Shortly after President George W. Bush won a second White House term, I was covering one of those run-of-the-mill rallies in front of Philadelphia’s City Hall that typically wouldn’t get much ink unless it happened to be a slow news day. On the sidelines, I struck up a conversation with a city councilmember who was incredulous that the Republican incumbent and the man most hated by Democrats at the time — well, maybe Vice President Dick Cheney was hated more — had been granted four more years by the American electorate.
I pointed out that at the very least, the president would be out of office at the beginning of 2009.
Don’t be so sure, this councilmember told me. There’s a very real chance that he’ll declare martial law, suspend the Constitution and declare himself a dictator-for-life.
I laughed, thinking that the councilmember’s hyperbole was an attempt at humor. Alas, this elected representative of Philadelphia voters was deadly serious.
The last few weeks have gotten my memory thinking back to that exchange from 12 years ago, not because a Republican has won a national election, but because now as then fantasy has seemingly replaced reality. Trafficking in the ludicrous is once again en vogue and the centrists among us, whether of the left or the right, are beset from all sides by the paranoia of those claiming to speak for the rest of us.
“To be apprehensive of chimerical dangers, to be alarmed at trifles, to suspect plots and deep designs where none exist, to regard as mortal enemies those who are really our nearest and best friends, and to be very abusive, are all symptoms of this distemper.”
As much as that quote seems to be an apt description for today, it actually came from Benjamin Franklin, as part of a letter to The Gazetteer in 1768. Back then, perceived machinations and actual misunderstandings between the British and the Americans, and between Loyalists and Patriots, were among the direct causes of the revolution. Everything turned out okay in the end, but nothing in our history was determinative that our great nation would result from the depression, war and loss and life that came a mere seven years after Franklin’s letter. Under similar circumstances, the French revolution ignited a reign of terror whose ashes allowed the trading of a monarchical despot for a military one dressed in libertarian garb.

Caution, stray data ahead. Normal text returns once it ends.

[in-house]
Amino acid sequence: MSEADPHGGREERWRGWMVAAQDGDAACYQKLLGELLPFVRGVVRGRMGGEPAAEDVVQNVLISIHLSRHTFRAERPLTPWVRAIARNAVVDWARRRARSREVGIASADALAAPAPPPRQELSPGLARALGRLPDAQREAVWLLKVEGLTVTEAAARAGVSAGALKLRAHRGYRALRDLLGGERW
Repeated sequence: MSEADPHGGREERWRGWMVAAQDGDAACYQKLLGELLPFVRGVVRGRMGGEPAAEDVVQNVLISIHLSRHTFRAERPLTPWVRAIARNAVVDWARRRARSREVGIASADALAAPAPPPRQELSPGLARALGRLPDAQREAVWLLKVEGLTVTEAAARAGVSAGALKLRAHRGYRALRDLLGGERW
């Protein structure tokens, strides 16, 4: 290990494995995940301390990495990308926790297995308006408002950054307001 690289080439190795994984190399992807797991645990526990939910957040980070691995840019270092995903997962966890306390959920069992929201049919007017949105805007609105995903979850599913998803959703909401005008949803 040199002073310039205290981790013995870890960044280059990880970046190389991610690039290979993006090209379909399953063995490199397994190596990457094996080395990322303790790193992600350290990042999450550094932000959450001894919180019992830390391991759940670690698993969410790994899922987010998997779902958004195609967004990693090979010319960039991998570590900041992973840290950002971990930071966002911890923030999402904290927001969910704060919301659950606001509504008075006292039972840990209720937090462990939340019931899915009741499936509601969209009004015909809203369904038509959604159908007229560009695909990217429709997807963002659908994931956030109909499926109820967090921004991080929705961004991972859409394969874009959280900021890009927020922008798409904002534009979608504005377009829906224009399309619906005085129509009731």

That’s the danger in which we find ourselves when people seek to compare the results of a largely free and fair election with 1930s Germany or when they equate the failure to not sufficiently condemn with a full-throated positive endorsement. Nuance, that great medium of rational thought, is practically extinct in most political discourse today — to the extent that an editorial voicing objections to an administration appointee’s past statements, but nevertheless expressing hope that his undeniably pro-Israel stances portend a better era in U.S.-Israel relations can, at the time, consign the author to the dual charge of being beholden to the fringe of the alt-right and the pro-BDS mob.
Last month, I had the pleasure of attending the annual conference of the American Jewish Press Association, an organization which I have served as an executive committee member and which just elected me its treasurer. While much of the conference’s sessions focused on best practices in the areas of revenue growth, reader retention and editorial management, many of the conversations on the sidelines addressed the need — now, more than ever — for serious journalism to hold accountable those in power and to keep informed the energetic members of the public. While this is the general role of a free and active press nationwide, it is also the role of the Jewish press corps, because nowhere is rational and civil discourse more in danger than in the Jewish community.
Some feel that the answer to the ever-widening fissures in our community is to not focus on the debate, to rather exclusively devote our time to the feel-good stories of community involvement and Jewish growth. There’s an important place for that in this publication’s pages, but there’s also a necessary space to allow the different elements of our community to talk directly to one another. To use the recent election as an example, the fact that 70 percent of Jewish voters chose Hillary Clinton for president is not proof of a Democratic Party consensus. Anyone claiming to speak for the community by seizing on the statistic is bound to consign the 30 percent who mostly voted for Donald Trump to spaces outside the communal tent. It would be a sin as potentially disastrous as claiming to speak for the Torah in demanding the Israeli annexation of the West Bank: Such a position, wrong on its face because there are also rabbis who legitimately interpret Jewish law as allowing land transfer, would by definition cast an incredibly large percentage of the community outside of the religious tent.
Are such positions inherently bad? Is the existence of the debate itself a symptom of disorder? The answer to both questions is no, so long as Jewish partisans of whatever stripe can air their differences respectfully. And the Jewish press is here to enable them to do so, by providing the resources through which readers can challenge their previously-held assumptions with established facts.
The strength of our community does not lie in the purity of our views; it lies instead in our ability to view our neighbors as members of the same family in spite of our differences. It’s hard to do that when we throw reason out the window and grasp instead for hyperbole.
Joshua Runyan is editor-in-chief of The Jewish Chronicle. He can be reached at firstname.lastname@example.org.